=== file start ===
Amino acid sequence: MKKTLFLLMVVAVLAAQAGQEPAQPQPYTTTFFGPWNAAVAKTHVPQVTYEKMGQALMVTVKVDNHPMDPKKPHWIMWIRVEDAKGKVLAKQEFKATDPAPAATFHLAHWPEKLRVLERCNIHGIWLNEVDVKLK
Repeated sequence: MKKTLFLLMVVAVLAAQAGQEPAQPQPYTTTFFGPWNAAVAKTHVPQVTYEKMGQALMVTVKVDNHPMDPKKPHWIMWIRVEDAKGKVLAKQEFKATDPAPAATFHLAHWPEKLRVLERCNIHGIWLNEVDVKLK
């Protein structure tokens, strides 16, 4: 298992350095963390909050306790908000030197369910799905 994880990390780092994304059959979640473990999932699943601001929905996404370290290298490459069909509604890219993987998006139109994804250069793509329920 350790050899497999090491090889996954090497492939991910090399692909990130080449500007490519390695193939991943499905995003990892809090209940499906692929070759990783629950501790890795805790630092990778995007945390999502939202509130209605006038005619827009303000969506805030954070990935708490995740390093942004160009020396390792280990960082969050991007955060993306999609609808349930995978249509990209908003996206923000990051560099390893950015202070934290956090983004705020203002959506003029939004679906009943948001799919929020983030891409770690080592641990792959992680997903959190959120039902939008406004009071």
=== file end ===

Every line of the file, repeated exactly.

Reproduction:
Amino acid sequence: MKKTLFLLMVVAVLAAQAGQEPAQPQPYTTTFFGPWNAAVAKTHVPQVTYEKMGQALMVTVKVDNHPMDPKKPHWIMWIRVEDAKGKVLAKQEFKATDPAPAATFHLAHWPEKLRVLERCNIHGIWLNEVDVKLK
Repeated sequence: MKKTLFLLMVVAVLAAQAGQEPAQPQPYTTTFFGPWNAAVAKTHVPQVTYEKMGQALMVTVKVDNHPMDPKKPHWIMWIRVEDAKGKVLAKQEFKATDPAPAATFHLAHWPEKLRVLERCNIHGIWLNEVDVKLK
């Protein structure tokens, strides 16, 4: 298992350095963390909050306790908000030197369910799905 994880990390780092994304059959979640473990999932699943601001929905996404370290290298490459069909509604890219993987998006139109994804250069793509329920 350790050899497999090491090889996954090497492939991910090399692909990130080449500007490519390695193939991943499905995003990892809090209940499906692929070759990783629950501790890795805790630092990778995007945390999502939202509130209605006038005619827009303000969506805030954070990935708490995740390093942004160009020396390792280990960082969050991007955060993306999609609808349930995978249509990209908003996206923000990051560099390893950015202070934290956090983004705020203002959506003029939004679906009943948001799919929020983030891409770690080592641990792959992680997903959190959120039902939008406004009071």